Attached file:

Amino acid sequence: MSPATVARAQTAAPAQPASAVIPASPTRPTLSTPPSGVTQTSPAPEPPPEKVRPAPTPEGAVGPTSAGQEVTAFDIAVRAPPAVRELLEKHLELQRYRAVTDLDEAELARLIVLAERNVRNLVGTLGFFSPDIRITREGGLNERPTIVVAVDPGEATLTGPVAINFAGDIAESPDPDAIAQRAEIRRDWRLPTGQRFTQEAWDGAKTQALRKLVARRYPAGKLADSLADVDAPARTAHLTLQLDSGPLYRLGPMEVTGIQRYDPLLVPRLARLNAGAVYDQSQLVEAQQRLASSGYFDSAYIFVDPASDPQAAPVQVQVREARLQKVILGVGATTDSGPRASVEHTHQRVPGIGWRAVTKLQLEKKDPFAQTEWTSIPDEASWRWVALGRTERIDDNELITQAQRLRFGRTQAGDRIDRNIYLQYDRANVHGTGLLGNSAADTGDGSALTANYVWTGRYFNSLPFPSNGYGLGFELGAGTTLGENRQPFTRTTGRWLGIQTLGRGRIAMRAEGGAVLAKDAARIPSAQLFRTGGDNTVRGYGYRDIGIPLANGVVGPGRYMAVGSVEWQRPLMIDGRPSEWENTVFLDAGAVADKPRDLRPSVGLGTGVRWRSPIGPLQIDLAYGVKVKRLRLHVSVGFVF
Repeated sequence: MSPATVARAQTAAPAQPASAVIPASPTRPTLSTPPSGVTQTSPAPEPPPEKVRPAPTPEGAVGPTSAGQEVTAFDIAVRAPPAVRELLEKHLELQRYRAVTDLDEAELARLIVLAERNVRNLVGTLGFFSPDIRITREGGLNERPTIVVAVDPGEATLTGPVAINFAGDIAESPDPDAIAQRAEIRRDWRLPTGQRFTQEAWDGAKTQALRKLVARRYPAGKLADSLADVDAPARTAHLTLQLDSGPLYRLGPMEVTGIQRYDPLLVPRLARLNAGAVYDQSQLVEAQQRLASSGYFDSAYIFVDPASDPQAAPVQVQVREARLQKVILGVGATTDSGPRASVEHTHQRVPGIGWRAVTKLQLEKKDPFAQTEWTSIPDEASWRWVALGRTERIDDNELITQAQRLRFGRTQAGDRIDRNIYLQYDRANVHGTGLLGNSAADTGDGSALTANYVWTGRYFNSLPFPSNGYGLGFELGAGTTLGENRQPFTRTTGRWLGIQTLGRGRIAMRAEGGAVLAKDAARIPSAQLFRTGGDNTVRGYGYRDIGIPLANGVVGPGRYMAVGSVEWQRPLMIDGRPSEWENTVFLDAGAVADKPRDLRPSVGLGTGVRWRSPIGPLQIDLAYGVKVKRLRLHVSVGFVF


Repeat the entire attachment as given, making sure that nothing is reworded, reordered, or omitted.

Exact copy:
Amino acid sequence: MSPATVARAQTAAPAQPASAVIPASPTRPTLSTPPSGVTQTSPAPEPPPEKVRPAPTPEGAVGPTSAGQEVTAFDIAVRAPPAVRELLEKHLELQRYRAVTDLDEAELARLIVLAERNVRNLVGTLGFFSPDIRITREGGLNERPTIVVAVDPGEATLTGPVAINFAGDIAESPDPDAIAQRAEIRRDWRLPTGQRFTQEAWDGAKTQALRKLVARRYPAGKLADSLADVDAPARTAHLTLQLDSGPLYRLGPMEVTGIQRYDPLLVPRLARLNAGAVYDQSQLVEAQQRLASSGYFDSAYIFVDPASDPQAAPVQVQVREARLQKVILGVGATTDSGPRASVEHTHQRVPGIGWRAVTKLQLEKKDPFAQTEWTSIPDEASWRWVALGRTERIDDNELITQAQRLRFGRTQAGDRIDRNIYLQYDRANVHGTGLLGNSAADTGDGSALTANYVWTGRYFNSLPFPSNGYGLGFELGAGTTLGENRQPFTRTTGRWLGIQTLGRGRIAMRAEGGAVLAKDAARIPSAQLFRTGGDNTVRGYGYRDIGIPLANGVVGPGRYMAVGSVEWQRPLMIDGRPSEWENTVFLDAGAVADKPRDLRPSVGLGTGVRWRSPIGPLQIDLAYGVKVKRLRLHVSVGFVF
Repeated sequence: MSPATVARAQTAAPAQPASAVIPASPTRPTLSTPPSGVTQTSPAPEPPPEKVRPAPTPEGAVGPTSAGQEVTAFDIAVRAPPAVRELLEKHLELQRYRAVTDLDEAELARLIVLAERNVRNLVGTLGFFSPDIRITREGGLNERPTIVVAVDPGEATLTGPVAINFAGDIAESPDPDAIAQRAEIRRDWRLPTGQRFTQEAWDGAKTQALRKLVARRYPAGKLADSLADVDAPARTAHLTLQLDSGPLYRLGPMEVTGIQRYDPLLVPRLARLNAGAVYDQSQLVEAQQRLASSGYFDSAYIFVDPASDPQAAPVQVQVREARLQKVILGVGATTDSGPRASVEHTHQRVPGIGWRAVTKLQLEKKDPFAQTEWTSIPDEASWRWVALGRTERIDDNELITQAQRLRFGRTQAGDRIDRNIYLQYDRANVHGTGLLGNSAADTGDGSALTANYVWTGRYFNSLPFPSNGYGLGFELGAGTTLGENRQPFTRTTGRWLGIQTLGRGRIAMRAEGGAVLAKDAARIPSAQLFRTGGDNTVRGYGYRDIGIPLANGVVGPGRYMAVGSVEWQRPLMIDGRPSEWENTVFLDAGAVADKPRDLRPSVGLGTGVRWRSPIGPLQIDLAYGVKVKRLRLHVSVGFVF